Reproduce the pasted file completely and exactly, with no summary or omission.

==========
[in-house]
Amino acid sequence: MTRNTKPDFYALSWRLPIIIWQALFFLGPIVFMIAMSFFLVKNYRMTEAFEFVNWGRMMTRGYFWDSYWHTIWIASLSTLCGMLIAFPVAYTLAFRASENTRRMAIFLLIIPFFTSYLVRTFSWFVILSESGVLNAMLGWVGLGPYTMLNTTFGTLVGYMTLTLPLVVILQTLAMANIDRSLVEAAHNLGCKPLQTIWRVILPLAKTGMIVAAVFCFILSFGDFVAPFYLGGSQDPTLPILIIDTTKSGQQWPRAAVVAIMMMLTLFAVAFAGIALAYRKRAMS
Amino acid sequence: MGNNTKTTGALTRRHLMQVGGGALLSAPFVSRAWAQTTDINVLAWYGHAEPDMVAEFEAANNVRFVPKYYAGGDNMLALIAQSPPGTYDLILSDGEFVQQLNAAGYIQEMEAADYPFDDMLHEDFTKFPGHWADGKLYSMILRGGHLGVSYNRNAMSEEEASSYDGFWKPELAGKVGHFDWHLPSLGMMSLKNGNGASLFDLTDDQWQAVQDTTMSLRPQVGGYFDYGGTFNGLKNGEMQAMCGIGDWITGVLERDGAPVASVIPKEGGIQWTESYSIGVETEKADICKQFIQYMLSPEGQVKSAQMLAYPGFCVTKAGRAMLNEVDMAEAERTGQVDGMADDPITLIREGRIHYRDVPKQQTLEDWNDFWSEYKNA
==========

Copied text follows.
[in-house]
Amino acid sequence: MTRNTKPDFYALSWRLPIIIWQALFFLGPIVFMIAMSFFLVKNYRMTEAFEFVNWGRMMTRGYFWDSYWHTIWIASLSTLCGMLIAFPVAYTLAFRASENTRRMAIFLLIIPFFTSYLVRTFSWFVILSESGVLNAMLGWVGLGPYTMLNTTFGTLVGYMTLTLPLVVILQTLAMANIDRSLVEAAHNLGCKPLQTIWRVILPLAKTGMIVAAVFCFILSFGDFVAPFYLGGSQDPTLPILIIDTTKSGQQWPRAAVVAIMMMLTLFAVAFAGIALAYRKRAMS
Amino acid sequence: MGNNTKTTGALTRRHLMQVGGGALLSAPFVSRAWAQTTDINVLAWYGHAEPDMVAEFEAANNVRFVPKYYAGGDNMLALIAQSPPGTYDLILSDGEFVQQLNAAGYIQEMEAADYPFDDMLHEDFTKFPGHWADGKLYSMILRGGHLGVSYNRNAMSEEEASSYDGFWKPELAGKVGHFDWHLPSLGMMSLKNGNGASLFDLTDDQWQAVQDTTMSLRPQVGGYFDYGGTFNGLKNGEMQAMCGIGDWITGVLERDGAPVASVIPKEGGIQWTESYSIGVETEKADICKQFIQYMLSPEGQVKSAQMLAYPGFCVTKAGRAMLNEVDMAEAERTGQVDGMADDPITLIREGRIHYRDVPKQQTLEDWNDFWSEYKNA